Visiting Ado

It’s been awhile since I posted about old postcards, so for those of you new to my old bloggy-wog: one of the things I have an interest in is old postcards.  I love them blank or with writing (they are two very different artifacts!).  I adore finding collections of these in antique or specialty stores and spending hours poring over them.

Old postcards with writing are especially fascinating: they are glimpses into the past.  The off-hand messages written by people (almost certainly now dead, written to people also now dead) who never expected long-distant strangers to be buying their postcards and reading the messages and pondering the lives of those in the past–it can often take my breath away.  In addition, the evolution of the postal service (and by extension, our culture at large) can be traced via how the postcards are addressed, stamped, and postmarked.  And the postcards themselves are beautiful and delightful artifacts, themselves changing in style and purpose about every two decades.

Anyway, I recently came across an enormous cache of old Harrisburg postcards at a local bookstore and my postcard interest has been renewed.  I present to you here one that I just bought today.

This postcard is from the early 1930s.  Almost anytime you see a postcard in this style–artist’s renderings in vibrant colors with a white border–they are from the ’30s.  It shows what was then the Harrisburg Educational Building (now the State Archives):


The back, postmarked August 14th, 1933 (that’s 82 years ago, folks!) in Philadelphia, and sent to Marietta, PA (a town about 30 miles from Harrisburg).  It is of interest that a Harrisburg postcard was sent from Philadelphia to a town near Harrisburg.  Elements of the address are of interest.  It was sent to:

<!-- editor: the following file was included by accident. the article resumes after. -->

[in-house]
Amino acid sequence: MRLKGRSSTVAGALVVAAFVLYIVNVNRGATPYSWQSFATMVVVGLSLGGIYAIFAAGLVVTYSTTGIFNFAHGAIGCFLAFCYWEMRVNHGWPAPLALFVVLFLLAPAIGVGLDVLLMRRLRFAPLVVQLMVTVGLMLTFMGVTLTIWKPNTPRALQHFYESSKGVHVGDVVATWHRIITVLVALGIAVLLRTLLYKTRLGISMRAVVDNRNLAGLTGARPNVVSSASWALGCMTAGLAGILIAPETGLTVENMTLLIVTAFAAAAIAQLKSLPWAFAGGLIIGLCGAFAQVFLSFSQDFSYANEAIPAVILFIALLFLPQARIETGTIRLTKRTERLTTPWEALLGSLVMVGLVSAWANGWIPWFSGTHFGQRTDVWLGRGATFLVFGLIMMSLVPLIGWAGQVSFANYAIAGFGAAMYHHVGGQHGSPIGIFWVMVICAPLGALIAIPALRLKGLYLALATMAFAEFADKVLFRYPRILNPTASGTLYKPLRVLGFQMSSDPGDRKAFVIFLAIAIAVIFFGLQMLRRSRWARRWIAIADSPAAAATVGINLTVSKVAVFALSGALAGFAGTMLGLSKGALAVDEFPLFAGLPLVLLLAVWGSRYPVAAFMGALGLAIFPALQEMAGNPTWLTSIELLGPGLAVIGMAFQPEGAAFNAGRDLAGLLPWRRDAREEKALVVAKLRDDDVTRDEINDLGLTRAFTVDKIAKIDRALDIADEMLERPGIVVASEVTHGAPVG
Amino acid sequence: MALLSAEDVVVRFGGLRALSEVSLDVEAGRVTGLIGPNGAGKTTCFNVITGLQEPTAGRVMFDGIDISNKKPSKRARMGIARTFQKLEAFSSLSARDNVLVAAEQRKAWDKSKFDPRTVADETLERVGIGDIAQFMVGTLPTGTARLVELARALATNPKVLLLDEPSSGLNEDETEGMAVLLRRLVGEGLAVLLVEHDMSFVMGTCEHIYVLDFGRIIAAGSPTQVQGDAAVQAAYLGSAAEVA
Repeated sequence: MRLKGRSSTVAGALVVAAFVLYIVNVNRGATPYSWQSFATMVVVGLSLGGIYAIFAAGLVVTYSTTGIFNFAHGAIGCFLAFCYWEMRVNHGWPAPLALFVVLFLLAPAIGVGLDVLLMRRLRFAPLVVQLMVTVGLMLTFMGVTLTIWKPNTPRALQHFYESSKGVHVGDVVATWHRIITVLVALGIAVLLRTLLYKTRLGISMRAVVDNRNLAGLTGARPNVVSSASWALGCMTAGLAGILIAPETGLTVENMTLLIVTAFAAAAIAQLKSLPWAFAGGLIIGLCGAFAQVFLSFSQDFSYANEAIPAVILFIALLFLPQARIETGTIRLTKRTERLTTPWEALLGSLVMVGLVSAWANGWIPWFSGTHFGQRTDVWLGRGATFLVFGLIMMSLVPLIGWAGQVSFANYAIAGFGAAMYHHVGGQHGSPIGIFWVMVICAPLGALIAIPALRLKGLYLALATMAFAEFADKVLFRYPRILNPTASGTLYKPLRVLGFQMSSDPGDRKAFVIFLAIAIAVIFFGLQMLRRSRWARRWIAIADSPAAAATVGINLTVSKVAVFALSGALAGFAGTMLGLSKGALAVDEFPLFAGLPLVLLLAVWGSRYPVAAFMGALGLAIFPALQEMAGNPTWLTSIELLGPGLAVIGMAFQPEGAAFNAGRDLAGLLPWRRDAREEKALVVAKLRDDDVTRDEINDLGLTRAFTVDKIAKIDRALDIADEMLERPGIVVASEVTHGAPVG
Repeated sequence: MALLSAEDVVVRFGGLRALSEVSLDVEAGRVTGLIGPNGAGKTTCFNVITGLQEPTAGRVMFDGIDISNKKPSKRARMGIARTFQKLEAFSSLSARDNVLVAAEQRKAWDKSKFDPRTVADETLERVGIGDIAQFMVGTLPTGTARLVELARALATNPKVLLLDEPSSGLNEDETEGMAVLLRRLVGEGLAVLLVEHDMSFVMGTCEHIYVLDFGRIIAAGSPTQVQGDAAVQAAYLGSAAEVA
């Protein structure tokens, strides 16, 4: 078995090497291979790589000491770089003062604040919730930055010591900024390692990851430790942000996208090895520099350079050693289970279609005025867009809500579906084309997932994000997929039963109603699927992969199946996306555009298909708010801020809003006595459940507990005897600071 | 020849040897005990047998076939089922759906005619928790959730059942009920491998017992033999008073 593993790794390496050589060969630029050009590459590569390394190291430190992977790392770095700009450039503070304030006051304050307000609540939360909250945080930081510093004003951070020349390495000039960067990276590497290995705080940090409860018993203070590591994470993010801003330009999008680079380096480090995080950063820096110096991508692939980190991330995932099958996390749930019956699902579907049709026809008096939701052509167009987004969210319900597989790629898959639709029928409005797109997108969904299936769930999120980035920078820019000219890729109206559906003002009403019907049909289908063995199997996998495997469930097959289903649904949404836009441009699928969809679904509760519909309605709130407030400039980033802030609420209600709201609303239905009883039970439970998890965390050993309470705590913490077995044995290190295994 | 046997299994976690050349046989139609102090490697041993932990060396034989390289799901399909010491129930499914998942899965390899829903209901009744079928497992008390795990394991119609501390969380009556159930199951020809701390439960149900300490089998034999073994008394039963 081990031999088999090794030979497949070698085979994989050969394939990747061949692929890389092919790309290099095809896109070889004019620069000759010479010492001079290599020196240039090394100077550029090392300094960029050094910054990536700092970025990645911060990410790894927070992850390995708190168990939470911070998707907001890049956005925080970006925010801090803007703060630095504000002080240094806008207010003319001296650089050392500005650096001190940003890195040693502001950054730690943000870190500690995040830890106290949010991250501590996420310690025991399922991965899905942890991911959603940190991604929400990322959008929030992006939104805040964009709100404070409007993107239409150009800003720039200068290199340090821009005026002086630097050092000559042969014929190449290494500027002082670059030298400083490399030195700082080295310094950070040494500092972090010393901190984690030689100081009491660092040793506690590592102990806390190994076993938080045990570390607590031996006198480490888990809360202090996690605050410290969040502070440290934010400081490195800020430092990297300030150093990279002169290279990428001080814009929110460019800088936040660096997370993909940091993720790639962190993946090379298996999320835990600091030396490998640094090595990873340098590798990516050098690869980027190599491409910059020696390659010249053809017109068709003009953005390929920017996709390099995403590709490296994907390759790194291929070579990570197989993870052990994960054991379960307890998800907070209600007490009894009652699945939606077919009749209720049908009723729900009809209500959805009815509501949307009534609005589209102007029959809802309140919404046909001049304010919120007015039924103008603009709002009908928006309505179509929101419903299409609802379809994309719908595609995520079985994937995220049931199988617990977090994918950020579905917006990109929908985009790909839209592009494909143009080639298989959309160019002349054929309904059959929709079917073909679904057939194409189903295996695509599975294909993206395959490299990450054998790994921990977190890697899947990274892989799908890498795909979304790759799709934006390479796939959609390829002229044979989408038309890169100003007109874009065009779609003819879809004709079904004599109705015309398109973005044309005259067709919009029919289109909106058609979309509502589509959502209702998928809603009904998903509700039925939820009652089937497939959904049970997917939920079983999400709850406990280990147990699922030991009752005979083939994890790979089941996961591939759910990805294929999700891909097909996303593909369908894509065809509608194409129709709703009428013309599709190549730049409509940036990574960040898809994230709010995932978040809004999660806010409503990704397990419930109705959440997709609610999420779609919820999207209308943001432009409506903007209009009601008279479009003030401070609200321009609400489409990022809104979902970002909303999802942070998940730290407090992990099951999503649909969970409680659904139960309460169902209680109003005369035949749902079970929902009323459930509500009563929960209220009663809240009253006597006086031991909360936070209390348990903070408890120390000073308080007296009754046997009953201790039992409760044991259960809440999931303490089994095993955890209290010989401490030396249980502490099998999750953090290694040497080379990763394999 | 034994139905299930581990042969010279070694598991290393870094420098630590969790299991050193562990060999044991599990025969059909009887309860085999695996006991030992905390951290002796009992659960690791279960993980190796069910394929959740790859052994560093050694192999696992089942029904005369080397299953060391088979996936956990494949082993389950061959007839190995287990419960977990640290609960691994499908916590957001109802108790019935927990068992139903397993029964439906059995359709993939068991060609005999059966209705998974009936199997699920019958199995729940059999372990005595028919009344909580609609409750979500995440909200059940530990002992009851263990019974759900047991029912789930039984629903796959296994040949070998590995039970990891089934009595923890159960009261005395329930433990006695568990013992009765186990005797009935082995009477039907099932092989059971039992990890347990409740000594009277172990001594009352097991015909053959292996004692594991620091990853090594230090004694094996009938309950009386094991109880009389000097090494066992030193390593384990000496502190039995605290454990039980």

Mrs. Frank Ziegler
Front St
Marietta Lanc Co

Of course the whole Mrs. Frank Ziegler isn’t surprising for the time, but given how the world has changed since then, it is of interest.  The street address being simply Front St with no number speaks to a much simpler time, at  least mail-wise, if nothing else.  Note the absence of a zip code.  The inclusion of the county was, I believe, even strange for the time period–I’ve never seen it before.

The text of the postcard is thus:

Monday, August 14, 1933

Dear Aunt Mabel

Dorothy and Marion are bringing Mother to Marietta to visit Mrs. Peck, so I decided since I wasn’t nursing I would like to bring Bob and myself along with them and stay all night with you then go to Quarryville on Thursday to visit Ado.  That would mean four of us staying at your house Wednesday nite.  [name I can’t read], Marion, Bob & I.  Hope it is OK, See you Wed, Mimmie


6 Responses to “Visiting Ado”

  1. Kyle Sundgren Says:

    When you shop for these, do you read them first then decide which ones are worth paying for and taking home, or do you just grab a handful of postcards you see have been written on and wait to read them at a later time? I think I would do the latter, but I don’t know the process of acquiring these.

    • sethdellinger Says:

      It’s kind of a combination of both. First the image on the front is important, and then I am interested in the date–it doesn’t necessarily have to be really old, I just want to know the date. I’ll usually read a little bit just to make sure it is legible or at least a little interesting, but I don’t usually read the whole thing. I guess I don’t really have a system, I just look through them and partially look at them haha

  2. Brian and I went to the Berlin Flea Market last week end. We found three huge boxes of postcards, and thought of you immediately. We were going to buy some, but when we ask they were too expensive. Just to let you know that we are thinking of you.

    • sethdellinger Says:

      Thank you!!! Nice to know one is being thought of. And probably best to not buy those for me anyway, you really only want to have the very specific ones you want, I don’t want to end up with thousands that I can never properly appreciate :)

  3. Cliff Dellinger Says:

    I enjoy reading your blog. Thanks.
    I remember my grandmother and my mom addressing mail and they always used the PA abbreviation Penna.
    I like the ones from the 30’s and 40’s where they take photos and have them developed as post cards.

    • sethdellinger Says:

      Thanks Cliff!!! I’m so glad you read and enjoy it. I’ve always been enamored with “Penna”, it’s so unique!

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